It was like stepping back a century last Tuesday when 20 vintage automobiles, dating from 1915 and earlier, showed up on Hawley's streets. They were also spotted this week in Honesdale, Milford and other points, as a surprised modern-day generation watched and paused with their cell phone cameras. SEE THE RELATED PHOTO GALLERIES.
It was like stepping back a century last Tuesday when 20 vintage automobiles, dating from 1915 and earlier, showed up on Hawley's streets. They were also spotted this week in Honesdale, Milford and other points, as a surprised modern-day generation watched and paused with their cell phone cameras.
Their owners belong to Snappers Brass & Gas, a vintage auto club for vehicles from this early era of horseless carriages. Owners heralded from Michigan to Massachusetts with at least one from as near as Greentown, Pa.
Members sign up for tours, gathering together in some part of the U.S. or Canada, meeting fellow vintage car aficionados and showing off their marvelous machines in small towns along the way. The club was founded in 1993 in Ohio.
Basic tenets of the club is the restoration, preservation and enjoyment of Brass Era automobiles.
They all seem to love the attention. Passerby looked over the cars, asked questions and went for the camera.
Stopping for lunch at various downtown Hawley eateries, the cars were spotted parked on Main Avenue, Church, Keystone and River Streets, and Penn Avenue. Often set in front of a house or commercial building as old or older than the car, it was not hard to imagine everyday Hawley scenes 100 years back. There were so many of them- sometimes two or three in a row driving past others that were parked. They also gathered at the Antique Exchange.
Among the amazing sights was a Stanley Steamer, parked not far from AMSkier's offices. The car made a distinct sound, something like a tea kettle reaching a boil. The man at the wheel then put it in gear, and the car putted down Main Avenue, billowing steam coming from underneath the chassis. Stanley Steamers were built between 1902 and 1924.
Some cars interestingly had the steering wheel on the right side as if from merry old England.
A few head lamps were seen without bulbs. They still were set up to shine by gas light.
Ben Nguyen, who came up from Philadelphia on vacation, happened to be passing through on the way to Lake Wallenpaupack when he saw the cars at the Antique Exchange. He had to stop. His 5-1/ 2 year old son Alex appeared thrilled as well, especially in getting to sit at a steering wheel of a 1915 Ford T, with permission of a family member of the owner.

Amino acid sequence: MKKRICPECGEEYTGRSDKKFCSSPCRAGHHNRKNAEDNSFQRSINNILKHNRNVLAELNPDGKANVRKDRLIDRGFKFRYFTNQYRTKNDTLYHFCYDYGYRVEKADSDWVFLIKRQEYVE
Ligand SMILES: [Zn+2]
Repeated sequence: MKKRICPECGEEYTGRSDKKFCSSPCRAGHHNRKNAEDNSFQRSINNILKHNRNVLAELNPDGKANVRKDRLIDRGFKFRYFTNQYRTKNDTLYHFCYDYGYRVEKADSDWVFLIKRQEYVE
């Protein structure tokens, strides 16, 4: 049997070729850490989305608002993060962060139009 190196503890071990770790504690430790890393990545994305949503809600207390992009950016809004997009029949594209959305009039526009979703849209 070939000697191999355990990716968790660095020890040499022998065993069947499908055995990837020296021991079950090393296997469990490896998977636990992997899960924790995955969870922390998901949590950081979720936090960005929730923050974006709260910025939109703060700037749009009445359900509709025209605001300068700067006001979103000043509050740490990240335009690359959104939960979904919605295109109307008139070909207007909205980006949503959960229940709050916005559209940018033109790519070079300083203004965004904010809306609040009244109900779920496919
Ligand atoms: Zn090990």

Geoffrey Warburton off Teaticket, Cape Cod, MA, was there with his 1913 Cadillac.
In sparkling condition, he said this car wasn't always in such shape. "I have had this car 35 years It should've gone to the dump," he said.
The car once was owned by Barney Pollard, a collector in Michigan, who had over 1,200 cars. Some were stacked in a barn, vertically against posts. He said this car was standing upright, with another car affixed to the post above it. Warburton bought it from a friend and did extensive restoration. The vehicle had "totally rotted out."
This model, which he painted white, has both a bulb born on one side an an electric one on the other. There is also an air pump on the motor that inflates the tires.
Jerry "Ted" Beele and his son Jerry, from Clinton Township, Michigan, were standing by Ted's "Tin Lizzie," a 1911 Ford T, on Main near Fluff's Deli.
Their blue beauty, like others, had natural air conditioning. There was no side glass. Curtains are available. They can be cold in the winter, said his son Jerry. But so was the horse and buggy. These cars were part of a transition, a revolution in transportation. People then who took to cars welcomed the improvements and didn't know the upgrades yet to come.
Ted said said as a owner he has to do the work on it himself. Parts are hard to come by; its easier with a Ford. This car was in good condition when he bought it about 14-15 years ago, though Ted had to totally rebuild the engine and transmission.
They try and stay on secondary roads. "We're a menace on the highway," he said.
"We can cook along at 45 miles per hour."
Keeping to the back roads is also safer. "The quieter the road the better," he said. They brought it from Michigan to the tour in a trailer.
This one has an electric starter but can be started by crank. The car was 22 horsepower but now reaches 26-28 h.p.
These Brass Era cars are grandfathered, Ted said; they don't have to come up to modern standards and his, like the rest, doesn't even have seat belts.
He did add turning signals. Its tough these days to just put your hand out when you want to turn a corner.
"They think you're waving," he said.
For more information online on the club, visit www.snappers.us.